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At the risk of start another war... Anyone care to discuss the advantages of their favorite programming language(s)? I haven't yet learned a language, but I am thinking of taking ...
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  1. #1
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    Favorite Language?


    At the risk of start another war... Anyone care to discuss the advantages of their favorite programming language(s)? I haven't yet learned a language, but I am thinking of taking a programming course. The only language offered at my school is Java. I am thinking that once I learn the basics of a language, I will be able to get started in another fairly quickly; is this the case? Is it a smooth transition from Java to C or C++?

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    I use C exclusively (except when scripting). I find its clarity and direct connection to the hardware (and complete lack of OOP!) wonderful. It makes it a bad thing to start with, though.
    If you want to learn to program, may I recommend Microsoft QuickBasic? It was made before the time Microsoft became evil... before... the dark time... before... the empire. BASIC is rediculously easy to learn, after all.
    It's a good idea to learn Java, but beware, it's not necessarily very easy, and it's not exactly a smooth transition to C or C++. What makes it a bit smooth is that Java and C use almost exactly the same basic syntax. However, while Java is completely and ultimately hardware independent, C and C++ really aren't. In C++ you _can_ get away from the hardware using some fancy classes, but in C, doom is inevitable if you don't know how a computer actually works. It's far easier to go from C/C++ to Java than the opposite.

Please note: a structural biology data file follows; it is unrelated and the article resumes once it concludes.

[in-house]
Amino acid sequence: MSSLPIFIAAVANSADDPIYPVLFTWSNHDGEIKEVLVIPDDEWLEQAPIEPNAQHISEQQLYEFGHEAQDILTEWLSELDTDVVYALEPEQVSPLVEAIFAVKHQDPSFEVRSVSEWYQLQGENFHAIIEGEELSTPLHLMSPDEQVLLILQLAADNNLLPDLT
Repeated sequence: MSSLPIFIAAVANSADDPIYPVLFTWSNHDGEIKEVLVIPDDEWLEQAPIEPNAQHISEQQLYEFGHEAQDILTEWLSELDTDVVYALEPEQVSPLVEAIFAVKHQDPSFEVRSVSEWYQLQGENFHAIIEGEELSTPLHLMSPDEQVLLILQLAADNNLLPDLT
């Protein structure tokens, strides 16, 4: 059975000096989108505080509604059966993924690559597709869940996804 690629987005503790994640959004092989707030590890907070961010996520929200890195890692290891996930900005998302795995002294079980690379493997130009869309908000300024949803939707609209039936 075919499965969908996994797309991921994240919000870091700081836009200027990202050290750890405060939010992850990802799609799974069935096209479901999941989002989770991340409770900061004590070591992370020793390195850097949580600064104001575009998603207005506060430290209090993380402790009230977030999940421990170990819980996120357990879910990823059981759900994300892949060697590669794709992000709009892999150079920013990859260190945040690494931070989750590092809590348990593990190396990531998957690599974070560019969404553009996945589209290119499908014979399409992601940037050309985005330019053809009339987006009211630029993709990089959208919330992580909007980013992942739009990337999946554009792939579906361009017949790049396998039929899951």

Search the net for tutorials and stuff; there are probably more than the total number of programmers world-wide. If you go with BASIC, check out http://www.qbasic.com/. That page hasn't been updated since 1999, but it still holds interesting stuff if you want to learn.

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    favorite language...

    Choosing a favorite language would be like choosing a favorite composer. I have many of them and I find it hard to pick one out of so many.
    Getting back to the real topic, an easy language to learn would be BASIC. That was the first language I learned and I got a C in the class. The only reason why I got that grade was because I slacked off and headed to the bars every night during college. I then proceeded to C++ but C was more focused in my school. During my senior year, I really learned that C was a great language. After graduation, I read again my C++(along with new books I bought) and learned the language to its full potential. Dolda might disagree with me here but I think OOP is a great contribution to the programming method. I also found it easy to learn Java after learning classes in C++. C++ is more manual than Java. It's like a stick shift vs an automatic. I must say that Java is less error prone and of course it is platform independent. Even though I love C based languages so much, I find that LISP is something that I really would like to master. When I learned Scheme(a variation of LISP), I had a very hard time adjusting to it. In LISP, you write the rules of the problem. In C, you write how to counter act a problem. It's a different approach. Give it a look if you ever have the urge to learn AI.